Registered Nurse, Hospice Care Network
After completing her master’s degree in 1988, Ms. Williams took several years off to raise her family. During this time she stayed abreast of new technologies and practices by reading nursing journals and volunteering with a local hospice program. In 1999, she began volunteering more earnestly, and was able to translate her experience in oncology into a position with the Hospice Care Network.
Her role includes counseling patients and families on their care options at the end of their illness. Although it is emotionally demanding (she admits that she cries nearly every day), Ms. Williams finds her work very rewarding.
“We will do whatever we can to make sure that a patient’s last wishes are honored,” she says. “This is the most difficult time of someone’s life, and we can make it a little more manageable.”
When and why did you first want to become a nurse?
I volunteered in nursing homes during my college years, and I was really impressed by the nurses I saw. They were truly engaged in relationship-oriented work, not task-oriented work, and I found that very appealing. I realized then that I could have a professional job, with security, that would always be rewarding. So, in 1976, I went to New York University to earn a second bachelor’s degree in nursing and, in 1981, while working as assistant head nurse at North Shore Hospital, I enrolled at Adelphi for my master’s degree.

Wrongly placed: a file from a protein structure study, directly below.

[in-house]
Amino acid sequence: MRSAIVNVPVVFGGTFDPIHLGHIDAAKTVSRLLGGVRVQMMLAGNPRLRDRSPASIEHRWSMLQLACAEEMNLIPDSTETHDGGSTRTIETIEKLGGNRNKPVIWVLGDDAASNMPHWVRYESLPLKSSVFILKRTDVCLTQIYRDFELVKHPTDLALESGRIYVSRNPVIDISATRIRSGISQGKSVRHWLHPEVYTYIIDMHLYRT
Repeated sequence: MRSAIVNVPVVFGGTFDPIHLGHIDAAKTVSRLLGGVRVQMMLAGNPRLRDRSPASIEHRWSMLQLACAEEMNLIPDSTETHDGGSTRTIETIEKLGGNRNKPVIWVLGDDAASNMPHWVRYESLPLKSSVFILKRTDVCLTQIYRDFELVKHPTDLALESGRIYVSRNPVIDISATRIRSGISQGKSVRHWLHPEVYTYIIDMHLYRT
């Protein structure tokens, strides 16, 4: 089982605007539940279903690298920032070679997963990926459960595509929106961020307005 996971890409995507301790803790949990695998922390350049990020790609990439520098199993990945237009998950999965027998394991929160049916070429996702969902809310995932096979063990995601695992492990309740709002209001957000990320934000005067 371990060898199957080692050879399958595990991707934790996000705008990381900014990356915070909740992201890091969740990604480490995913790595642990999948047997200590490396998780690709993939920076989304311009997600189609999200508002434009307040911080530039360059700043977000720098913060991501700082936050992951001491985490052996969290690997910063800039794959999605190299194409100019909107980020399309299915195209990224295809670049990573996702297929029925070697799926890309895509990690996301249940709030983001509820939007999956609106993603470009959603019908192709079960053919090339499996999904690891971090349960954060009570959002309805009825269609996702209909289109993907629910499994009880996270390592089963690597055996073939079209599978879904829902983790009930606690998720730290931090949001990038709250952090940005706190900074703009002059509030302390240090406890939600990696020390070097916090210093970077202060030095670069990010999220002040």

Do you have favorite memories of your time at Adelphi and your residencies?
My master’s degree from Adelphi made me see nursing in a different light. I developed a deeper respect and passion for the nursing profession by watching how much the faculty cared about the students. I especially remember Barbara Rottkamp, who bridged the gap between clinical practice and research, and Christine Miaskowski, who had such excitement about what nurses can do. I don’t think I could have finished my thesis without her pushing me.
At Adelphi, my nursing career also moved into a specialty I never thought I’d be involved with. One of our requirements was to work with a clinical nurse specialist. Seeing what an advanced practice nurse did in the field of oncology really opened my eyes to the diverse needs of patients and how nurses could help meet those needs. I was never bored, and so I stayed.
What are some of the changes you have seen in nursing through the years?
Patients today are so much more involved in their own healthcare choices. When I began, doctors made many critical decisions, even “Do Not Resuscitate” orders, without consulting the patient or family. Today, most patients and families know their rights and can make sure that patients’ wishes are followed.
What advice would you give to today’s nursing students?
Understand the fact that you are going to grow in your career, and your role will change as you mature. Where you are now is not where you will be in one, five, or 10 years.